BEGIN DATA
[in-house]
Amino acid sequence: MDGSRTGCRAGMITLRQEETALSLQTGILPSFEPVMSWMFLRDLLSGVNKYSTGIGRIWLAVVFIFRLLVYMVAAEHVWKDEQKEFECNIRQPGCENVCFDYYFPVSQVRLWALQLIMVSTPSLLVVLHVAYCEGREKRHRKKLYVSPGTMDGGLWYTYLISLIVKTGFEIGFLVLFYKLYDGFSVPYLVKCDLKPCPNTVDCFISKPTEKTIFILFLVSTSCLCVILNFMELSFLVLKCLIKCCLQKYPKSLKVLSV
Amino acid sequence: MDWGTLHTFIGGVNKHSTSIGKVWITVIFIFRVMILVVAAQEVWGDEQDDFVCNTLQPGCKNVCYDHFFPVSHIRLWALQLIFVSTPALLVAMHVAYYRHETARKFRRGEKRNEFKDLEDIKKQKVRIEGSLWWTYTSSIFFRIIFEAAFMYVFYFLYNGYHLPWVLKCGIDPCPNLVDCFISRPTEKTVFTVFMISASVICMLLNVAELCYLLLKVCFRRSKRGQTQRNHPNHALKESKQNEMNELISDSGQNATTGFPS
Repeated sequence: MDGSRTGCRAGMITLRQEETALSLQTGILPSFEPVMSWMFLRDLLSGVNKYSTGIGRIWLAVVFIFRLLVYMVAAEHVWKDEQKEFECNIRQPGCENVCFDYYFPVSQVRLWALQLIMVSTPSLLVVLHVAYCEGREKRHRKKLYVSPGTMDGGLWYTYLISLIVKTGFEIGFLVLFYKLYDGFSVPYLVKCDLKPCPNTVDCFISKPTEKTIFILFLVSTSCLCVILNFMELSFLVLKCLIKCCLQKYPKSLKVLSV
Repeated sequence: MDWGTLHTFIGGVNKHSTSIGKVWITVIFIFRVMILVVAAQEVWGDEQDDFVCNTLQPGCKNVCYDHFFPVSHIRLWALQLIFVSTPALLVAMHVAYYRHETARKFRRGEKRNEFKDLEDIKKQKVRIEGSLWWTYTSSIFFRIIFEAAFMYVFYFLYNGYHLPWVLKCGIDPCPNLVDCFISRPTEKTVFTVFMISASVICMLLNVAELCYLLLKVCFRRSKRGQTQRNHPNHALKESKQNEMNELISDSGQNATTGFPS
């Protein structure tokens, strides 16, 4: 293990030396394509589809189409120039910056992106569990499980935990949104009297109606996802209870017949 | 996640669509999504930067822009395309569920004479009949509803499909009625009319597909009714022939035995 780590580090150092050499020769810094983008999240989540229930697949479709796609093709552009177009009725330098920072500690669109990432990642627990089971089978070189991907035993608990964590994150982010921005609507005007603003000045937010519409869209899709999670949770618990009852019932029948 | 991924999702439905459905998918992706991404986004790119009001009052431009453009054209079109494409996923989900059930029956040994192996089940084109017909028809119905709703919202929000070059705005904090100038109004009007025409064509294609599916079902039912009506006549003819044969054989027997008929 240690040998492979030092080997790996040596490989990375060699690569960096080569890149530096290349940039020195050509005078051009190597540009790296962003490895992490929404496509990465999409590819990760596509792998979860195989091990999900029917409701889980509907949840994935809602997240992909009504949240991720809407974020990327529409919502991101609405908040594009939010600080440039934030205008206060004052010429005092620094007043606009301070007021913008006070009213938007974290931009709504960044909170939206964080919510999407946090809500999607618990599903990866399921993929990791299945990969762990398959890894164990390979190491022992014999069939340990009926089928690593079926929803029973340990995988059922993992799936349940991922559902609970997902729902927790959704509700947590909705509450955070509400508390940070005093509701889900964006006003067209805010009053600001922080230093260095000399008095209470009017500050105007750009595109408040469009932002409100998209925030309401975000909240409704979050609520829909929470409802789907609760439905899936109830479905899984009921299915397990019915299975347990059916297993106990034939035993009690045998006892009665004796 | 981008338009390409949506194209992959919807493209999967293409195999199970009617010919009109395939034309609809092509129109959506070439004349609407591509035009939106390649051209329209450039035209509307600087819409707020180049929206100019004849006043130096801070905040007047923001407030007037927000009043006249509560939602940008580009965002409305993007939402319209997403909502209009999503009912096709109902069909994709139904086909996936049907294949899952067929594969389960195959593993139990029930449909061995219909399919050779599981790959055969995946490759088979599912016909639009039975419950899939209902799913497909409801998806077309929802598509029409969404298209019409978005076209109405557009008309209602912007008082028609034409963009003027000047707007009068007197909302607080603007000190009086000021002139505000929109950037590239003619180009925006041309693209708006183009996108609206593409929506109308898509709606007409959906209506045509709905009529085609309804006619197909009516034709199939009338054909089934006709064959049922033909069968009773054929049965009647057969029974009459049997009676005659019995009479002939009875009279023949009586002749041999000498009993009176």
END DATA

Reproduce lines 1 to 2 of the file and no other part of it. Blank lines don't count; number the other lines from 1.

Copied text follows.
[in-house]
Amino acid sequence: MDGSRTGCRAGMITLRQEETALSLQTGILPSFEPVMSWMFLRDLLSGVNKYSTGIGRIWLAVVFIFRLLVYMVAAEHVWKDEQKEFECNIRQPGCENVCFDYYFPVSQVRLWALQLIMVSTPSLLVVLHVAYCEGREKRHRKKLYVSPGTMDGGLWYTYLISLIVKTGFEIGFLVLFYKLYDGFSVPYLVKCDLKPCPNTVDCFISKPTEKTIFILFLVSTSCLCVILNFMELSFLVLKCLIKCCLQKYPKSLKVLSV